By Burma Partnership
19 November 2010
"Voters were watched closely while casting votes. It was not free. There will not be change… We were scared and there was nothing we could do".
- A voter in Shan State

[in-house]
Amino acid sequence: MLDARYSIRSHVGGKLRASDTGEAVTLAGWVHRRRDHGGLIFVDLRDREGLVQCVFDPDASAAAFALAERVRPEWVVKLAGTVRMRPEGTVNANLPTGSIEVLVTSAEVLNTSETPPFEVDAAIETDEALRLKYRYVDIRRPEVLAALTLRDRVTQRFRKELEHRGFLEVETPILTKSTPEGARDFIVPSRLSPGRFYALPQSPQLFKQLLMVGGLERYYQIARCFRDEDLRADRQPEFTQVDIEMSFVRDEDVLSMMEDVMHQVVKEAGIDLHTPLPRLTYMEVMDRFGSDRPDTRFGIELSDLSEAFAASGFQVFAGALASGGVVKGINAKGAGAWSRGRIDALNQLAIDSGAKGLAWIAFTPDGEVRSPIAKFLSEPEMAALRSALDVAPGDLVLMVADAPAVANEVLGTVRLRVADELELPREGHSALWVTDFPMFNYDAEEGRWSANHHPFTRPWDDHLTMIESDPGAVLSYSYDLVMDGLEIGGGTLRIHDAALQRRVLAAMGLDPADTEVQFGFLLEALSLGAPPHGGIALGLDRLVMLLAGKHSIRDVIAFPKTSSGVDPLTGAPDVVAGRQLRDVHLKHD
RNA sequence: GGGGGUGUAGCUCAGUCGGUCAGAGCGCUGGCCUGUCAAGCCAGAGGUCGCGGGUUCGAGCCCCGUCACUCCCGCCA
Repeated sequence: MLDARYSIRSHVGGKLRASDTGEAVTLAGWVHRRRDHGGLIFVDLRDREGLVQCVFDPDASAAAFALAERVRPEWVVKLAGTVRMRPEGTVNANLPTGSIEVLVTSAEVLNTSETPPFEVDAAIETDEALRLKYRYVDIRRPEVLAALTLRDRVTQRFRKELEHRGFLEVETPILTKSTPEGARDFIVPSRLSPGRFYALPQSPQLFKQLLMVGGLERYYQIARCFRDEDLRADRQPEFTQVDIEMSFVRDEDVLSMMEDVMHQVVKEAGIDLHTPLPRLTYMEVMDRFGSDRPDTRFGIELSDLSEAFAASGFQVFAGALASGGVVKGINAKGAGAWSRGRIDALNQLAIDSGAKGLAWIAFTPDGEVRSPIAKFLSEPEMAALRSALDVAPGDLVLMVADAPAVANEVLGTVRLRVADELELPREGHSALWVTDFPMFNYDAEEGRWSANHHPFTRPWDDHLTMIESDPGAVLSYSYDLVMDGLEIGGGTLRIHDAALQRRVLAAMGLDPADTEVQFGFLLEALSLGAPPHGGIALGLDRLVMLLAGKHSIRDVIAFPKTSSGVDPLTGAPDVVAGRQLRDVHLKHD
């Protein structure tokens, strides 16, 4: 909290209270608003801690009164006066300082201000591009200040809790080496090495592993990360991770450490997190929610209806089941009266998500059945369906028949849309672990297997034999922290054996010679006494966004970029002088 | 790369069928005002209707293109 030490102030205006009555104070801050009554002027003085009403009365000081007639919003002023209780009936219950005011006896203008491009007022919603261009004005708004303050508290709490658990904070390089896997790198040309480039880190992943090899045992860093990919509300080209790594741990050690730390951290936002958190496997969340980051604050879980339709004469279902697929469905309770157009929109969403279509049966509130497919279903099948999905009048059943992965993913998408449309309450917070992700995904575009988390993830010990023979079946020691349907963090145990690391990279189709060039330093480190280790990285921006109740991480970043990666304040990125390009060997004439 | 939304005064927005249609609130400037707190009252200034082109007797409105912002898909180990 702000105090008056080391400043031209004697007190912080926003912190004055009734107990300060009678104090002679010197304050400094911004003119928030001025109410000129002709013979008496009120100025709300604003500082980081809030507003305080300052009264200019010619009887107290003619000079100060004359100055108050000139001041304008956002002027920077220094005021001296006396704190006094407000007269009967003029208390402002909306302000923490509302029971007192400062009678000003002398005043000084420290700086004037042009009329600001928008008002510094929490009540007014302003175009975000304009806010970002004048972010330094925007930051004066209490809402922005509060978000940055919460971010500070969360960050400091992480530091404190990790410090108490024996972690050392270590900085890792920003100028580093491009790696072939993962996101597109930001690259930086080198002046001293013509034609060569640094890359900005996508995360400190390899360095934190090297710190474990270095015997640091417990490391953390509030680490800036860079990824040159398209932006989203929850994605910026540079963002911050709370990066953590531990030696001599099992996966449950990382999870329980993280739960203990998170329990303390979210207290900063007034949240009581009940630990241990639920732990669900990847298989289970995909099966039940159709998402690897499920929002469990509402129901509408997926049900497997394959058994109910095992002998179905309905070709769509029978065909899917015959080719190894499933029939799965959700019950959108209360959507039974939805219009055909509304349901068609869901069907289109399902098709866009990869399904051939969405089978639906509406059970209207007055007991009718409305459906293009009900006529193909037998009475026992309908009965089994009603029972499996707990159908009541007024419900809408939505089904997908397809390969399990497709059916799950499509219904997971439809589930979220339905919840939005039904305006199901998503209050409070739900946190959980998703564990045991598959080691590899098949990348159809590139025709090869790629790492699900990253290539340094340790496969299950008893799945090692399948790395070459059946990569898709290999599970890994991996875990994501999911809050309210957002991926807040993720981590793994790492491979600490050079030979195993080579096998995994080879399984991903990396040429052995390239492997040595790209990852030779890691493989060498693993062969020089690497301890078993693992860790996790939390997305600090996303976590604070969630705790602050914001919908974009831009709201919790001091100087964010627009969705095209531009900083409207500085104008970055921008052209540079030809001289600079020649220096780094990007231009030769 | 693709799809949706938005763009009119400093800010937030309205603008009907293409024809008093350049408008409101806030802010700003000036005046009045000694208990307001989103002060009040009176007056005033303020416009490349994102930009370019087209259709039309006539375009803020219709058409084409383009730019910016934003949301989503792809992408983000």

Burma’s November elections took place in an environment marred by widespread violence and intimidation as the regime sought to exploit the pervasive climate of fear in Burma to ensure complete control over the electoral process. Intimidation and threats were carried out in the lead up to the elections, in order to ensure a lack of a viable political opposition and to guarantee ‘popular support’ for regime-backed parties. These threats proved to be largely successful, and when they were not, the regime often followed up the threats with repercussions. Such election related human rights violations took place across the country, but were noticeably worse in ethnic areas, highlighting the regime’s long-standing policy of ethnic discrimination and persecution. This disregard for ethnic rights has translated in heightened tension between ethnic communities and the central regime, and an associated risk of increased armed conflict in ethnic areas.